The second diffraction device 26 is operated so that the transducer 34 transmits the same sonic frequencies through the second optical element 30 as is passed through the first one 28. However, the second diffraction device is oriented oppositely to the first one 24. As a result, the divergent beam components are again diverted, but in a manner so that they emerge as a beam 42 that is collimated and therefore that can be utilized in most applications requiring a coherently pulsed laser beam. It may be noted that the final beam 42 is wider than the initial beam 22 from the laser. However, if the two diffraction devices 24, 26 are close to each other and the angle of diffraction is small (as can always be arranged by a proper choice of frequency for the acoustic waves), the spatial separation of the beam components is small and the overlap region is large. The non-overlapping regions of the beam can be so small as to be negligible, or can be blocked out.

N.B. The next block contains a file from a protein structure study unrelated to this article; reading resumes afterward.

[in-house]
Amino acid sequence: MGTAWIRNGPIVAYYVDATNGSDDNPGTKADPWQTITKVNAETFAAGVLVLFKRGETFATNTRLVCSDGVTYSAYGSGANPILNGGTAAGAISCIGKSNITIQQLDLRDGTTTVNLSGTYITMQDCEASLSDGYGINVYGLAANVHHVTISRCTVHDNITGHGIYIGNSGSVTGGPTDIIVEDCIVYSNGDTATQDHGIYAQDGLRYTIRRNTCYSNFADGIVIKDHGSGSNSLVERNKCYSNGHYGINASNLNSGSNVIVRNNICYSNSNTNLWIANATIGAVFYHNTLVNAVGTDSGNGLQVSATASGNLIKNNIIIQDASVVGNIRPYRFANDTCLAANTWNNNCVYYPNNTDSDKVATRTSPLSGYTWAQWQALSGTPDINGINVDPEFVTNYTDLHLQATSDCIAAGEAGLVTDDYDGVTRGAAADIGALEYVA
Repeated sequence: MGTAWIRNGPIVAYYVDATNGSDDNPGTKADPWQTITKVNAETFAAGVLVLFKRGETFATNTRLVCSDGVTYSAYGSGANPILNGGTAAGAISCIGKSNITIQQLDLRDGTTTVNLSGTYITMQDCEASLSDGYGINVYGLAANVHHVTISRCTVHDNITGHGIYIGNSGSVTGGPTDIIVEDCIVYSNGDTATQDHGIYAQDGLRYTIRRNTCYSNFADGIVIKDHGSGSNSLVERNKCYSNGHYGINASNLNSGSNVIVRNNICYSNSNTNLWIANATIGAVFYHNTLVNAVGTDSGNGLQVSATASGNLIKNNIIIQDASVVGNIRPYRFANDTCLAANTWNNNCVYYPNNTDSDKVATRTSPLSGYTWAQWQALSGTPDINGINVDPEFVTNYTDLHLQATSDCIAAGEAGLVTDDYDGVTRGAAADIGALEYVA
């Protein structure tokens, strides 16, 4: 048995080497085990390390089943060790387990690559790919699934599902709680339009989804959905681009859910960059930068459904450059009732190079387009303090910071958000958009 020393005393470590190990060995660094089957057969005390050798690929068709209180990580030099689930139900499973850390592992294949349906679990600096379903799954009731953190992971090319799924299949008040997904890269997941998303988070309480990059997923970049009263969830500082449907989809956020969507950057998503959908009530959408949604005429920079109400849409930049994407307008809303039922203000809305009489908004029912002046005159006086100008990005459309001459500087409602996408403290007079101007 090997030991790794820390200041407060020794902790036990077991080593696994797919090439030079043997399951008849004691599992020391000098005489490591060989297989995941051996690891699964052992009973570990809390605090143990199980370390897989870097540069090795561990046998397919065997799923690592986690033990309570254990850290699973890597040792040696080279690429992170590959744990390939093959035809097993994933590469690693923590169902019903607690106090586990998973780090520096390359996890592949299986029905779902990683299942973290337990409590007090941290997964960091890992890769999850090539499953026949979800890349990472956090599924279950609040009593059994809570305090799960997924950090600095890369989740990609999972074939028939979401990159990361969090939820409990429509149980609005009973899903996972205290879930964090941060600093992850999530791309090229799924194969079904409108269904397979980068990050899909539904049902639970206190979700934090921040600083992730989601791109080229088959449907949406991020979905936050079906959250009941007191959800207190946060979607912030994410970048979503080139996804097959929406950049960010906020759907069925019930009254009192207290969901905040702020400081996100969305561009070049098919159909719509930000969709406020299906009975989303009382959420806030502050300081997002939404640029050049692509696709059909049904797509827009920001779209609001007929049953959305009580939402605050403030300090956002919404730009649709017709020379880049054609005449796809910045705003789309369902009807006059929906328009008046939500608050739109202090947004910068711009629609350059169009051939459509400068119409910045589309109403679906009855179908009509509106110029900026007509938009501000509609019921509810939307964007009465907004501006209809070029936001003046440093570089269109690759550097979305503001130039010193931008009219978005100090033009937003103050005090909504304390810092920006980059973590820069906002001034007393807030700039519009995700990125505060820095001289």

The transducers 32, 34 of the diffraction devices, can be driven by a signal source 50 which produces a spectrum of acoustic waves which are chosen to produce a series of monochromatic waves of a frequency spacing and amplitude to produce an optical pulse shape having the desired envelope. FIG. 6 shows the envelope 52 of the spectrum of a resultant coherently pulsed laser source which results from the application of five components as indicated by the components 54 in FIG. 7. The sonic components 54 are separated from one another by a frequency d/2 which is one-half the frequency separation d shown in FIG. 5. The use of one-half the frequency separation is due to the fact that two diffraction devices are utilized. The acoustic frequencies producing the envelope 52 of FIG. 6, are chosen so that the spacing T between pulses is 10 times the width S of each pulse. In one example of a typical application, the width S of each pulse may be chosen to equal that of a sine wave of 104 Hz frequency, while the frequency of the laser beam may be 1014 Hz, so that a large number of wavelengths of the laser beam are contained in each pulse, and only the envelope is shown at 52. In FIG. 6, another envelope 56 is shown which represents the sum of a group 58 (FIG. 7) of seventeen frequency components which are all spaced apart by the distance d/2. It may be noted that in FIG. 7, only the frequencies of the components are given, and not their relative amplitudes.